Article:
Thus from the point of view of the Byzantine writers connected with the Laskaris and with the Palaiologos dynasties, the rulers of Trebizond were not emperors. After the crusaders of the Fourth Crusade overthrew Alexios V and established the Latin Empire, the Empire of Trebizond became one of three Byzantine successor states to claim the imperial throne, alongside the Empire of Nicaea under the Laskaris family and the Despotate of Epirus under a branch of the Angelos family; the ensuing wars would see the Empire of Thessalonica, the imperial government that sprung from Epirus, collapse following conflicts with Nicaea and Bulgaria and the final recapture of Constantinople by the Empire of Nicaea in 1261. Despite the Nicaean reconquest of Constantinople, the Emperors of Trebizond would continue to style themselves as "Roman Emperors" for decades and continued to press their claim on the Imperial throne. Emperor John II of Trebizond gave up the Trapezuntine claim to the Roman imperial title and Constantinople itself 11 years after the Nicaeans recaptured the city, altering his imperial title from "Emperor and Autocrat of the Romans" to "Emperor and Autocrat of all the East and Perateia".
The Trapezuntine monarchy would survive the longest among the Byzantine successor states. The Despotate of Epirus had ceased to contest the Byzantine throne before the Nicaean reconquest and was occupied by the restored Byzantine Empire c. 1340, thereafter becoming a Serbian dependency inherited by Italians falling to the Ottoman Empire in 1479. Whilst the Empire of Nicaea had restored the Byzantine Empire through restoring control of the capital, it ended in 1453 with the conquest of Constantinople by the Ottomans. Trebizond would last until 1461 when the Ottoman Sultan Mehmed II conquered it after a month-long siege and took its ruler and his family into captivity, marking the final end of the Roman imperial tradition initiated by Augustus 1,488 years previously; the Crimean Principality of Theodoro, an offshoot of Trebizond, lasted another 14 years, falling to the Ottomans in 1475. Trebizond had a long history of autonomous rule before it became the center of a small empire in the late middle ages.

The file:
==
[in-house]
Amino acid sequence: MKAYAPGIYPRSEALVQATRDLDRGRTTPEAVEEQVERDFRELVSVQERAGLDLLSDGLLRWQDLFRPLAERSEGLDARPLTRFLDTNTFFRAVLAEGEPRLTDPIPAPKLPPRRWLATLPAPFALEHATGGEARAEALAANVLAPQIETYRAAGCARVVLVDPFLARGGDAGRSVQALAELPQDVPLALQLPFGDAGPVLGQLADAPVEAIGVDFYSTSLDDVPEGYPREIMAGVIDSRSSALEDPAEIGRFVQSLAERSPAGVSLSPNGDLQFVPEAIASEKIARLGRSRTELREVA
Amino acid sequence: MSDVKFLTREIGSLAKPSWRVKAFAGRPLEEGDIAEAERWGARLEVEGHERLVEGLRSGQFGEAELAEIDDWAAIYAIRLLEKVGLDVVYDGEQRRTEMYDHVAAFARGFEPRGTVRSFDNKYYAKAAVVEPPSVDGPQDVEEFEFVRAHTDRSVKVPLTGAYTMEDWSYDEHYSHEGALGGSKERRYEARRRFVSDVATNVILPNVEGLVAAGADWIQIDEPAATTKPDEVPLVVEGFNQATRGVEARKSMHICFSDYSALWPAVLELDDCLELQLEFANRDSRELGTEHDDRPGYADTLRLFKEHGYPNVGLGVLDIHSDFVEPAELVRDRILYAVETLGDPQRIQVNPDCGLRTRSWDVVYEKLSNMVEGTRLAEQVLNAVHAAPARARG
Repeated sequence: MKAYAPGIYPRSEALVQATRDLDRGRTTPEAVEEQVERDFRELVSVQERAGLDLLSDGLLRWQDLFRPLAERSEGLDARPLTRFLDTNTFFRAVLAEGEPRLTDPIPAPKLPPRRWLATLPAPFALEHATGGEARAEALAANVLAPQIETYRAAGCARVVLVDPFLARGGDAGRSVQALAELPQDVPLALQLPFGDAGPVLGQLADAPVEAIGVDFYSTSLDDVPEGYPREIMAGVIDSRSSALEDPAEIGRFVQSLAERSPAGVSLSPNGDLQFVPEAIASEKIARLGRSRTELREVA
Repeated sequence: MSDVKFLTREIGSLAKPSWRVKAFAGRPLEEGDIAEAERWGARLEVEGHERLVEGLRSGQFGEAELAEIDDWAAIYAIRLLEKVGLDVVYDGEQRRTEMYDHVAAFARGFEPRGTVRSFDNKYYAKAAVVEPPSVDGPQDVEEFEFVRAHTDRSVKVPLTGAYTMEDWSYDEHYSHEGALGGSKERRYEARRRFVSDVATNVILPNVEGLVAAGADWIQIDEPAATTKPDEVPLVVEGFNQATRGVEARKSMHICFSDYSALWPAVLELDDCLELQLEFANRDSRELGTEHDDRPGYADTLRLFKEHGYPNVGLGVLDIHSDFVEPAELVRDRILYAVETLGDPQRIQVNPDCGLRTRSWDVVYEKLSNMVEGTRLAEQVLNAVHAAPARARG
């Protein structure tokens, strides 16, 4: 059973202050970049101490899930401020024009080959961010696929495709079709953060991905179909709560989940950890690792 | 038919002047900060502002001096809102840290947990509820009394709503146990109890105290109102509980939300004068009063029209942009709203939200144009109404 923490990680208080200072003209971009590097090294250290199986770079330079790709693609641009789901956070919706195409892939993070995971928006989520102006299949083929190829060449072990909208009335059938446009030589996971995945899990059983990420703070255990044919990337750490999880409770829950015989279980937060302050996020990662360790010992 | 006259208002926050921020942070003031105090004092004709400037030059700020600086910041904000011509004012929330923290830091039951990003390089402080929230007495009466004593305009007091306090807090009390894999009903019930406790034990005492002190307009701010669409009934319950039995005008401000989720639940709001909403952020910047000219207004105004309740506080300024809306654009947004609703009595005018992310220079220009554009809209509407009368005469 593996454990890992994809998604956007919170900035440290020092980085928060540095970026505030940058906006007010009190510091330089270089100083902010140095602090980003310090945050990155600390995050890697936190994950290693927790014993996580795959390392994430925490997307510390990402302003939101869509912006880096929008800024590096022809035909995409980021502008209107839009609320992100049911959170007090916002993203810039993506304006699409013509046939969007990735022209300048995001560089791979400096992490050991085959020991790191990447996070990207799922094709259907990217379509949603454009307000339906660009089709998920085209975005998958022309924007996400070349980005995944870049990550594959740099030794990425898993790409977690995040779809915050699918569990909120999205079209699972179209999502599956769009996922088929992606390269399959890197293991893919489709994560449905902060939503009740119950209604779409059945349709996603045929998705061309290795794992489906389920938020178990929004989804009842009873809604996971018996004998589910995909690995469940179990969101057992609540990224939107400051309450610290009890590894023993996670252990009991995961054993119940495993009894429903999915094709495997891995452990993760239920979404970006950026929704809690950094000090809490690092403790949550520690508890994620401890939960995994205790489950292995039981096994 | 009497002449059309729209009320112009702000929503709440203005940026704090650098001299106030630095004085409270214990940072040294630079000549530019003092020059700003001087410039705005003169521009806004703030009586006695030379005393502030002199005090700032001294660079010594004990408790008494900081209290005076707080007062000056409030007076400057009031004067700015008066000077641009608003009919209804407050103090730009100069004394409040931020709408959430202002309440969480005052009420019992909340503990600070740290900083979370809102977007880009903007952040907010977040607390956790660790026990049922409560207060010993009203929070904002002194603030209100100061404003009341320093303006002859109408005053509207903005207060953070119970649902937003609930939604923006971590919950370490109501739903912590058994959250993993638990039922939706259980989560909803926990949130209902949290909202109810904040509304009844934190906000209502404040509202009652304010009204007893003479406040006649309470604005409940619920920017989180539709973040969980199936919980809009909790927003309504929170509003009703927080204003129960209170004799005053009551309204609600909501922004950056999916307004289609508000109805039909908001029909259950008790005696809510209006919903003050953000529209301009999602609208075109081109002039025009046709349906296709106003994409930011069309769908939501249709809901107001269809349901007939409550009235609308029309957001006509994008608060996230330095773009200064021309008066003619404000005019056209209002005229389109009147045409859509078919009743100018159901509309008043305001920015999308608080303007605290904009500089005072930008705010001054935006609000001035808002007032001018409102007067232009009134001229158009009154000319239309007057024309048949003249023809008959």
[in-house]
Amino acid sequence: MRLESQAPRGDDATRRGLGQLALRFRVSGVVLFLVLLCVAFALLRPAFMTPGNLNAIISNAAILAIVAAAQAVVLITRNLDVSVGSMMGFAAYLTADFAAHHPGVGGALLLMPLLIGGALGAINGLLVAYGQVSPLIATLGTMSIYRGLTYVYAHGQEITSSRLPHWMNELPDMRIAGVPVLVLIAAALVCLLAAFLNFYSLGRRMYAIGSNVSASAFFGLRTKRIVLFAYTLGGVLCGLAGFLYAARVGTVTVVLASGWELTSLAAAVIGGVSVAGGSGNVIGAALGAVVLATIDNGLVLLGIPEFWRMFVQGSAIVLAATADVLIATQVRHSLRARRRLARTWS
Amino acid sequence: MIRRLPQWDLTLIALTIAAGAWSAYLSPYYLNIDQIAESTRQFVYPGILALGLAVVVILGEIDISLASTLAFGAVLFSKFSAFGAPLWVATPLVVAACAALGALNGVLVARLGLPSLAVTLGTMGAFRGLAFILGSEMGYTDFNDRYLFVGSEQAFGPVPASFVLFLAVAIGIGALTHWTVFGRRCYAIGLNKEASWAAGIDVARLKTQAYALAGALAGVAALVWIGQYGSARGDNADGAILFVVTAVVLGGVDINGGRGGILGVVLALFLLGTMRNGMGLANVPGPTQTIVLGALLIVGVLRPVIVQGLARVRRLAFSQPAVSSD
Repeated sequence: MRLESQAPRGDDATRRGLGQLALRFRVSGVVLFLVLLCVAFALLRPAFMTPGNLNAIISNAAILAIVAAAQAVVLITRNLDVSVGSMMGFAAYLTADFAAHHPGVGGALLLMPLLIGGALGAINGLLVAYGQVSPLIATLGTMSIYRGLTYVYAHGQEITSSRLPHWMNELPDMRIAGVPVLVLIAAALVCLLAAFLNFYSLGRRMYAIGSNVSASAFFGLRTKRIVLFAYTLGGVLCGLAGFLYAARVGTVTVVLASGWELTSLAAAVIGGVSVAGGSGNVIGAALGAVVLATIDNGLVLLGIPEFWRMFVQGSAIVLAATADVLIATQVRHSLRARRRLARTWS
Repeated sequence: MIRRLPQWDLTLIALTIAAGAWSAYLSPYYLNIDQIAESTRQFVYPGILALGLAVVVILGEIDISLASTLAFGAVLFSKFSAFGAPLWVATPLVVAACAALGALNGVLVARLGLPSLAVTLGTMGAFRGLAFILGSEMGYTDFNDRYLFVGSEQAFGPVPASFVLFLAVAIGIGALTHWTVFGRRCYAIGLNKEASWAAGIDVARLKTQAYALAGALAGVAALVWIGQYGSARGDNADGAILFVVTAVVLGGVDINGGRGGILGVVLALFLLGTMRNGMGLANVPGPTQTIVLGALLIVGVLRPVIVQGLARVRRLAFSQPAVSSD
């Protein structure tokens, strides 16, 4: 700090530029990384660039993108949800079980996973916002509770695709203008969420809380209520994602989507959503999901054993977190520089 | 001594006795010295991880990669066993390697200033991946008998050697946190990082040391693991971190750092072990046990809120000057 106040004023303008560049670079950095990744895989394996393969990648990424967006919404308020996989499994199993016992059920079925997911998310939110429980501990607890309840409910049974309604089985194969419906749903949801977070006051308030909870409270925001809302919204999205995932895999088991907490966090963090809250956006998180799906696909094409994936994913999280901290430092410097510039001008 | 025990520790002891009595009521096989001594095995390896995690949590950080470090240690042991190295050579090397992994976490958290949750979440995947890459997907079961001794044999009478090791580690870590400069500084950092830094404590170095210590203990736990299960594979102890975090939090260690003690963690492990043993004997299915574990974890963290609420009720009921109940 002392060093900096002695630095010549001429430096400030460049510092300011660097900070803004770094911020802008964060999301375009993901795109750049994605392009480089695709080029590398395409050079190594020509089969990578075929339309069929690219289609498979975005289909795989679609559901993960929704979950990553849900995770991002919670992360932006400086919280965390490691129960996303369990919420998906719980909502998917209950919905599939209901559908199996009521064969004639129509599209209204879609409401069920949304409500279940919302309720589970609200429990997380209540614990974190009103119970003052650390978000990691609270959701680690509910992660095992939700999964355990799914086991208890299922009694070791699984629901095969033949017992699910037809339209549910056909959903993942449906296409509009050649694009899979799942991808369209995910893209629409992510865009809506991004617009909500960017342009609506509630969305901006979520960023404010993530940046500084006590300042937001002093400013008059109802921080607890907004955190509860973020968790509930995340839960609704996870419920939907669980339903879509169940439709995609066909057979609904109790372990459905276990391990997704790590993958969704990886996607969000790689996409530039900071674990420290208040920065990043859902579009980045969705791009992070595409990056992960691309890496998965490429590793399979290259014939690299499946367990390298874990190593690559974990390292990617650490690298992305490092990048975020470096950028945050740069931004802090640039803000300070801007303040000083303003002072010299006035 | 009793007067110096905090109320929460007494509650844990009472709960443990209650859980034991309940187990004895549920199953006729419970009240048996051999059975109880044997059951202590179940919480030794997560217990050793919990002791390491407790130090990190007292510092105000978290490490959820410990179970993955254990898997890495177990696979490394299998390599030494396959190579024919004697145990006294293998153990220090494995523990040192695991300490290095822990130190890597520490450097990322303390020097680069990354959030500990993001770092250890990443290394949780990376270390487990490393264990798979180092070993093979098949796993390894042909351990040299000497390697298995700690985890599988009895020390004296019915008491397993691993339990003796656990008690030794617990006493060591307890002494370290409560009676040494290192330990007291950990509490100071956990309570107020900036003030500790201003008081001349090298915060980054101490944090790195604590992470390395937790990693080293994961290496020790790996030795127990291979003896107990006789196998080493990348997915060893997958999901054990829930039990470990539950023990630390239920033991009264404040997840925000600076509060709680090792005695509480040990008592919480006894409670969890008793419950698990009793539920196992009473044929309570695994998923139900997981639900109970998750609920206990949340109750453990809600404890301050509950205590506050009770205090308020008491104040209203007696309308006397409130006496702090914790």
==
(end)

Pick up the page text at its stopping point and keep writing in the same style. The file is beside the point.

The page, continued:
Due to its natural harbours, defensible topography and access to silver and copper mines, Trebizond became the pre-eminent Greek colony on the eastern Black Sea shore soon after its founding. Its remoteness from Roman capitals gave local rules the opportunity to advance their own interest. In the centuries before the founding of the empire the city had been under control of the local Gabras family, which - while still remaining part of the Byzantine Empire - minted its own coin; the rulers of Trebizond called themselves Megas Komnenos and – like their counterparts in the other two Byzantine successor states, the Empire of Nicaea and the Despotate of Epirus – claimed supremacy as "Emperor and Autocrat of the Romans." However, after Michael VIII Palaiologos of Nicaea recaptured Constantinople in 1261, the Komnenian use of the style "Emperor" became a sore point. In 1282, John II Komnenos stripped off his imperial regalia before the walls of Constantinople before entering to marry Michael's daughter and accept his legal title of despot.
However, his successors used a version of his title, "Emperor and Autocrat of the entire East, of the Iberians and the Perateia" until the Empire's end in 1461. Geographically, the Empire of Trebizond consisted of the narrow strip along the southern coast of the Black Sea and the western half of the Pontic Alps, along with the Gazarian Perateia, or southern Crimea; the core of the empire was the southern Black Sea coast from the mouth of the Yeşilırmak river, a region known to the Trapezuntines as Limnia as far east as Chorokhi river, a region known as Lazia. Geography defined the southern border of this state: the Pontic Alps served as a barrier first to Seljuk Turks and to Turkoman marauders, whose predations were reduced to a volume that the emperors could cope with; this territory corresponds to an area comprising all or parts of the modern Turkish provinces of Sinop, Ordu, Trabzon, Bayburt, Gümüşhane and coastal parts of Artvin. In the 13th century, some experts believe the empire controlled the Gazarian Perateia, which included Cherson and Kerch on the Crimean peninsula.